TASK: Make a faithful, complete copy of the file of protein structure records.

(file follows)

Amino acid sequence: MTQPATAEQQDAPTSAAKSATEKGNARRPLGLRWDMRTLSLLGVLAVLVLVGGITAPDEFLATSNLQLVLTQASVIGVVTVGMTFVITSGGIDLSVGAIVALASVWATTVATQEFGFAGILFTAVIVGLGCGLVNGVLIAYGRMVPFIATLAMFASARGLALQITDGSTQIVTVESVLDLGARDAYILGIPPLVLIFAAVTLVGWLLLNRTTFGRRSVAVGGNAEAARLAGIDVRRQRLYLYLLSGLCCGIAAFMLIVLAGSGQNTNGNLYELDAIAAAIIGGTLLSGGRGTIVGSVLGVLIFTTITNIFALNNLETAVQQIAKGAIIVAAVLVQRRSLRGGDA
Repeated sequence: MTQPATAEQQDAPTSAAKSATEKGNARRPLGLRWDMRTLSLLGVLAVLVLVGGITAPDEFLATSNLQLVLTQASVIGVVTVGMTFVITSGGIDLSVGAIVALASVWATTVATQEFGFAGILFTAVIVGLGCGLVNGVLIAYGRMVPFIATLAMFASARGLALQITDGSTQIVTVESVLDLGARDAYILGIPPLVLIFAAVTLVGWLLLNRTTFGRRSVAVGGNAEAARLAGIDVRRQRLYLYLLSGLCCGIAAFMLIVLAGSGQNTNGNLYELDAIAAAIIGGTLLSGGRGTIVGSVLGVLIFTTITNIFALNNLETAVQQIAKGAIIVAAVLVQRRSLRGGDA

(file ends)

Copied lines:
Amino acid sequence: MTQPATAEQQDAPTSAAKSATEKGNARRPLGLRWDMRTLSLLGVLAVLVLVGGITAPDEFLATSNLQLVLTQASVIGVVTVGMTFVITSGGIDLSVGAIVALASVWATTVATQEFGFAGILFTAVIVGLGCGLVNGVLIAYGRMVPFIATLAMFASARGLALQITDGSTQIVTVESVLDLGARDAYILGIPPLVLIFAAVTLVGWLLLNRTTFGRRSVAVGGNAEAARLAGIDVRRQRLYLYLLSGLCCGIAAFMLIVLAGSGQNTNGNLYELDAIAAAIIGGTLLSGGRGTIVGSVLGVLIFTTITNIFALNNLETAVQQIAKGAIIVAAVLVQRRSLRGGDA
Repeated sequence: MTQPATAEQQDAPTSAAKSATEKGNARRPLGLRWDMRTLSLLGVLAVLVLVGGITAPDEFLATSNLQLVLTQASVIGVVTVGMTFVITSGGIDLSVGAIVALASVWATTVATQEFGFAGILFTAVIVGLGCGLVNGVLIAYGRMVPFIATLAMFASARGLALQITDGSTQIVTVESVLDLGARDAYILGIPPLVLIFAAVTLVGWLLLNRTTFGRRSVAVGGNAEAARLAGIDVRRQRLYLYLLSGLCCGIAAFMLIVLAGSGQNTNGNLYELDAIAAAIIGGTLLSGGRGTIVGSVLGVLIFTTITNIFALNNLETAVQQIAKGAIIVAAVLVQRRSLRGGDA